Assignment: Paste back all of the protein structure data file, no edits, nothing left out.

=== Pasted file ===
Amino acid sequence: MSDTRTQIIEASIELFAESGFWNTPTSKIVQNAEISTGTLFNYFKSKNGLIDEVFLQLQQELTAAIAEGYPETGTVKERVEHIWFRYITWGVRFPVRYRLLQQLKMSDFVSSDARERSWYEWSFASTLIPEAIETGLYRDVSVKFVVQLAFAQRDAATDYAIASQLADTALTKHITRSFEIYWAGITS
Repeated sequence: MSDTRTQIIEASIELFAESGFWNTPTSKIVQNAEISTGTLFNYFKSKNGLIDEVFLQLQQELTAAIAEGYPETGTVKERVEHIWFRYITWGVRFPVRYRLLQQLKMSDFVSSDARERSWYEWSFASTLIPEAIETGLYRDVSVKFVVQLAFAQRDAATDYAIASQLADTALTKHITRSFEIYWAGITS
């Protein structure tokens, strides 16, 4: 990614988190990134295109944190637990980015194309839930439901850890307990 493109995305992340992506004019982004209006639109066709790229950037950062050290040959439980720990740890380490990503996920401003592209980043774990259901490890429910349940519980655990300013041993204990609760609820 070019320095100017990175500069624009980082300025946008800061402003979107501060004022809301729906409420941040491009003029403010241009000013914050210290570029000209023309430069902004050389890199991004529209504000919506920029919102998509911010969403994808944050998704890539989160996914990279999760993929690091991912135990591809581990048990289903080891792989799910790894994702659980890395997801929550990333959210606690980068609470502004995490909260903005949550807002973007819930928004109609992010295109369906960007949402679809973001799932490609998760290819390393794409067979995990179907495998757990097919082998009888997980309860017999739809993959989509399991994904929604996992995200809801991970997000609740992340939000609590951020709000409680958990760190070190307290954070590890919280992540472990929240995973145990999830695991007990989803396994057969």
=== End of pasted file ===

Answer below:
Amino acid sequence: MSDTRTQIIEASIELFAESGFWNTPTSKIVQNAEISTGTLFNYFKSKNGLIDEVFLQLQQELTAAIAEGYPETGTVKERVEHIWFRYITWGVRFPVRYRLLQQLKMSDFVSSDARERSWYEWSFASTLIPEAIETGLYRDVSVKFVVQLAFAQRDAATDYAIASQLADTALTKHITRSFEIYWAGITS
Repeated sequence: MSDTRTQIIEASIELFAESGFWNTPTSKIVQNAEISTGTLFNYFKSKNGLIDEVFLQLQQELTAAIAEGYPETGTVKERVEHIWFRYITWGVRFPVRYRLLQQLKMSDFVSSDARERSWYEWSFASTLIPEAIETGLYRDVSVKFVVQLAFAQRDAATDYAIASQLADTALTKHITRSFEIYWAGITS
């Protein structure tokens, strides 16, 4: 990614988190990134295109944190637990980015194309839930439901850890307990 493109995305992340992506004019982004209006639109066709790229950037950062050290040959439980720990740890380490990503996920401003592209980043774990259901490890429910349940519980655990300013041993204990609760609820 070019320095100017990175500069624009980082300025946008800061402003979107501060004022809301729906409420941040491009003029403010241009000013914050210290570029000209023309430069902004050389890199991004529209504000919506920029919102998509911010969403994808944050998704890539989160996914990279999760993929690091991912135990591809581990048990289903080891792989799910790894994702659980890395997801929550990333959210606690980068609470502004995490909260903005949550807002973007819930928004109609992010295109369906960007949402679809973001799932490609998760290819390393794409067979995990179907495998757990097919082998009888997980309860017999739809993959989509399991994904929604996992995200809801991970997000609740992340939000609590951020709000409680958990760190070190307290954070590890919280992540472990929240995973145990999830695991007990989803396994057969």